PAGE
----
The French invasion of Fishguard is perhaps the most colourful event in the long history of this small port town in Pembrokeshire.
On 22 February 1797, the locals in the area around Fishguard and the Pencaer Peninsula remarked that for a day in winter it was an uncommonly fine and warm morning. Little did they know that this day would be marked down in the history books less for the remarkable weather, but for a contingent of the French Légion Noire landing at Carreg Wastad point with the intent of invading Britain and trying to rouse a disaffected population to overthrow the king and establish a republic. Owing to the relative isolation of western Pembrokeshire and an unexpected display of patriotism by the local Welsh, the French invaders found their plans foiled and surrendered themselves on Goodwick Sands only two days later.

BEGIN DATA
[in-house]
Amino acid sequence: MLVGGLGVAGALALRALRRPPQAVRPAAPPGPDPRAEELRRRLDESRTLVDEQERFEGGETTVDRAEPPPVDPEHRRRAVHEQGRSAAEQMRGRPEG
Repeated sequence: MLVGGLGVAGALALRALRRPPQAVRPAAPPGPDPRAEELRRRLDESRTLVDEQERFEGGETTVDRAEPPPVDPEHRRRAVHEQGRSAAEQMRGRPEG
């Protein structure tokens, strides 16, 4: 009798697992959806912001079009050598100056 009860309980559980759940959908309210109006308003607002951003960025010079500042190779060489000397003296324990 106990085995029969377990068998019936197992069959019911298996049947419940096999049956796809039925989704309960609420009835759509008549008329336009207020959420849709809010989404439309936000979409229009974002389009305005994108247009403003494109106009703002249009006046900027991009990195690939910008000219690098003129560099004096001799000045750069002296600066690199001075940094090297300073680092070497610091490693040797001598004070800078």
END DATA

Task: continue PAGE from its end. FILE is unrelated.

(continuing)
News of the event travelled only very slowly. By the time London heard of French armies landing in Britain, which caused a mild invasion panic among the population and even resulted in a financial crisis, the French soldiers had already been rounded up and distributed across the various local jails in Haverfordwest and Pembroke, while their commanding officer, the Irish-American William Tate, was transferred to London.
Although today this event is popularly referred to as ‘The Last Invasion of Britain’ and is commemorated in a beautifully rendered tapestry, there appear to be very few contemporary depictions of the events. This gallery combines some of these early and later images to try and capture some of the flavour of the locations and the people who were involved.
Picturing the Battle of Fishguard by Rita Singer. The story was originally published on Ports, Past and Present on 21 February 2022. is licensed under a Creative Commons Attribution-NonCommercial-ShareAlike 4.0 International License.